Finals week is over for me. And I have a ton that I need to do for my MA show next semester. But I finally think I’m on to something. Here goes nothing.
Finals week is approaching. I’m racing to finish pieces before my Friday end of the semester committee meeting. I have big ideas for some future pieces and it’s becoming hard for me to focus on finishing what I have on my bench because I’m just exciting to see if what I’m envisioning with new things will turn out. Spoiler alert: it might Incorporate these woven forms.
Crotcheting is great until I get bored with it and I need a break. The plus side is that break will come soon. Just need to chug along.
I got the piece that’s pictured back from a show. It’s been in and out of shows since April which is really exciting. I was so upset last year thinking I hadn’t made anything really good, but I keep having to remind myself that this babe has been out of my hands on display. So at least I have that. The down side…after all that handling and shipping it has some damage, but nothing that a fresh coat of enamel can’t fix.
There’s so much to update about with photos. Kiel Johnson’s visit was amazing. And those will get another posting when I can wrap my head around how crazy that week was.
In the midst of everything, OBJECT our student org( just call me madam president) was chaotically trying to organize last minute details for our annual sale. I was also trying to bust out some last minute earrings, which not so surprisingly didn’t sell as much as my woven work.
Things I learned at the sale:
- A LOT of people wanted to by my pieces as small sculptural Objects. Specifically male buyers.
What does that mean?
It means I need to bust out some small sculptures that can just sit somewhere. How great for me, because It just makes sense that they stand alone as small objects that you hold in your hands occasionally. That’s all I’ve wanted kind of. Again, what does that mean? I’m doing something right. Just conceptually, is that ever enough? Wanting (the pieces) to be held? It’s an intimate thing but something just worth posing…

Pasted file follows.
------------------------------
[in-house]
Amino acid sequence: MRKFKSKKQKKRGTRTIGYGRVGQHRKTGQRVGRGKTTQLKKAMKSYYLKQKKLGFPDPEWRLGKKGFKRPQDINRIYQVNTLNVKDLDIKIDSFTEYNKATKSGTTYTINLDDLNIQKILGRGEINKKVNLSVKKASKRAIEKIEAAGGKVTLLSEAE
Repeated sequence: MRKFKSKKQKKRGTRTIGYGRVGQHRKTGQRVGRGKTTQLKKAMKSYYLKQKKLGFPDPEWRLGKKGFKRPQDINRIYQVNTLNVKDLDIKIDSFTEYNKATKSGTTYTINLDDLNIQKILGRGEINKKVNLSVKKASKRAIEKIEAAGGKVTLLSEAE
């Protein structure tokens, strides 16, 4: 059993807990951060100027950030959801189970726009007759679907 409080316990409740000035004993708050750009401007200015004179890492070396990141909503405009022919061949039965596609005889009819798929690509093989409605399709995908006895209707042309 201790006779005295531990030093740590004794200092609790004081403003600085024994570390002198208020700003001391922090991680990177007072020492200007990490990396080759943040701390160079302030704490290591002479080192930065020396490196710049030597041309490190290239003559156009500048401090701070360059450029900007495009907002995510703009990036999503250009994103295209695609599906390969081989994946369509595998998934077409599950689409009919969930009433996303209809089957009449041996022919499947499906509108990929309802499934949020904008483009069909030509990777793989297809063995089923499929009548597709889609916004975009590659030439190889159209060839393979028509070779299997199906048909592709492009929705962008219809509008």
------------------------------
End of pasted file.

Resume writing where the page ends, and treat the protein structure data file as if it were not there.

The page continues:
I haven’t done much this week and it depresses me. I never find enough time in the day to get really productive until about 6 hours into the studio workout and then I get tired and decide to go home. I’m getting old. Or maybe it’s just that Wisconsin gets too dark too early and the lack of sleeping in means that my evenings need to be cut short. So, so lame.
I have big ideas. Now it’s just finding the time to do them.
Spent time documenting work over the weekend and making production work today. Thinking about incorporating some keum-boo onto those argentium earrings. We’ll see. I just need a good chunk of time to work. Anyone willing to do my other stuff for me so I can just work in my studio? Please and thanks.
Last week was insane. Grad reviews went really well and I finally figured out the resolution to my first piece. The enamel kept chunking off because of the lack of structural stability. Made a cuff. It looked awful. Figured out how to use some single stitch copper chaining to use it for that bracing and the enamel worked out awesome.
Now I’m just taking feedback from the review and running with it.
Grad reviews are this Friday. I spent all weekend busting my buns trying to get trunk sale and production work done for my deadlines only to spend Sunday failing miserably at enameling/firing my conceptual work. The first image is totally how it should look. But sticking that chain into the kiln destroyed any and all beauty and solidarity. I need to remake that piece. Oh well.
I’ve been trying to make work for the Object Contemporary craft sale, the 3rd Ward Jewelry trunk show/gallery Night and for my MA show. It’s been a weird cross over where I make components and think “okay, does this piece get to be MA components or production line stuff?” Tough processes but I think after the trunk show due date (10/13) and Grad reviews (10/17 NEXT WEEK HELP!!!) I can be on a normal making schedule for my MA pieces. Hopefully.
I ordered a whole lot of enamel and I’m playing a bit more with the transitions between components (bottom images) but I think there may be something still missing. I’ll just have to finish the first one, see what’s working and go from there. Isn’t that always the case?
I’m swamped with student org stuff. I feel like I’m drowning under the pressure of having to write grants by myself for two organizations, while trying to get things done on top of my full credit load of grad courses. I’m maxed out right now on the emotional school-energy level. Can November just get here and I can take a breather from all the almost unnecessary extra work?
Just got to live in my studio for the next couple of days to actually get all of this done.